Thursday, 17 October 2013

SCRUM Pros and Cons

If you are considering SCRUM as a working method but you do not know very well what SCRUM is all about. You've heard a lot of people talking about the benefits of this system but, how many technologies and techniques have appeared quickly and disappeared even faster? All of them promised to be revolutionary. When we hear so much hype about a new one we bow in critical eyebrow .

A few months ago I published a prezi to explain the advantages and disadvantages of implementing SCRUM in an organization (I tried to be impartial, I promise):



In this post I will explain this prezi using words instead of pictures.

The team may be tempted to take the shortest path

You have to deliver things every two weeks. At the last delivery the team was not able to complete all planned functionality. The team velocity does not predict that you will finish on time this time. It is then when a new problem arise: the team may be tempted to resolve pending tasks in a hurry leaving behind them technical 'debts'. Apparently everything goes well, more functionality made​, new ones are started, and the customer is happy because they are on schedule.

But whenever a blur is left behind you can be sure that you will have to face it sooner or later. If new things are built on this blot, the 'debt' begins to multiply. Soon you'll have to stop everything and commit to repay the debt (with interest rate). The project does not come to an end when there was little to finish it: burndown chart seems to have a horizontal asymptote at 0 (sorry, some Maths)

Do you need dates of delivery well in advance?

This is one of the most common critics to SCRUM. In a way it makes sense, it is not possible to predict when you're going to end if what you are going to build may change and vary over time. But do you prefer a product that is known with certainty to be completed in 10 months but it is built on the ideas and opinions you had 10 months ago? Maybe you prefer a product that could be finished within similar time but it can evolve to your real needs.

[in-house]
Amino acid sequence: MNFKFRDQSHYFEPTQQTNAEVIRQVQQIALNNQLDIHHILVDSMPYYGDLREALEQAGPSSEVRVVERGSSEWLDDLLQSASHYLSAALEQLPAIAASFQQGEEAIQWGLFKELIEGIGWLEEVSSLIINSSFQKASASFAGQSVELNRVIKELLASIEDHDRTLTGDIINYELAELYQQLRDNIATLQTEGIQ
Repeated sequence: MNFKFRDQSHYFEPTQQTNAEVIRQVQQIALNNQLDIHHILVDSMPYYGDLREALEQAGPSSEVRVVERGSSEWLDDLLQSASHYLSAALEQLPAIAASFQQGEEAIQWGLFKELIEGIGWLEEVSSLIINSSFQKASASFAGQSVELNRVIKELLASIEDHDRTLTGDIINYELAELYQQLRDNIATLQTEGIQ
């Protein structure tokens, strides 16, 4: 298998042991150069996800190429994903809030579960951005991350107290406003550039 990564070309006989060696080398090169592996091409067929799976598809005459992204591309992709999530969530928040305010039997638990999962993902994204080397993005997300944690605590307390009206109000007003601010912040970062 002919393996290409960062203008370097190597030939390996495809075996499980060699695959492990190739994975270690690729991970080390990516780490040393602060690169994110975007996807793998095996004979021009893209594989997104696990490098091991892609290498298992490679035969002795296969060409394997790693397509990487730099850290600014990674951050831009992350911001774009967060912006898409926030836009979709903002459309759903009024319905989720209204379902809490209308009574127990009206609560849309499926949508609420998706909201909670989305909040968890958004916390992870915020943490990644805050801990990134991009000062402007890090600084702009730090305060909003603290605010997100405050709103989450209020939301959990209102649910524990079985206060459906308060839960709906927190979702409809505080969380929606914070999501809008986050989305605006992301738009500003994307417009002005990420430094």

Stress!

We can not spend our lives sprinting. As soon as we deliver a new functionality, we are committed to the following one, which is only a couple of weeks away. Then another and another one. If we had to travel many miles, we can begin with a quick sprint to reach the first goal but we'll be walking slowly to reach the last one.

Is your team self-organized?

One of the principles of Scrum is that the team should make their own decisions and manage themselves. Furthermore, it requires that there is no members of the team focused only in specific tasks such as analysis or testing. Inside the same team you should have someone able to test, to code, to write a specification, to analyse, and so on. Do you always have a team like that? What if we do not have it?

It is certainly a problem but, is there any methodology that can finish projects successfully not having at hand people with the required skills?

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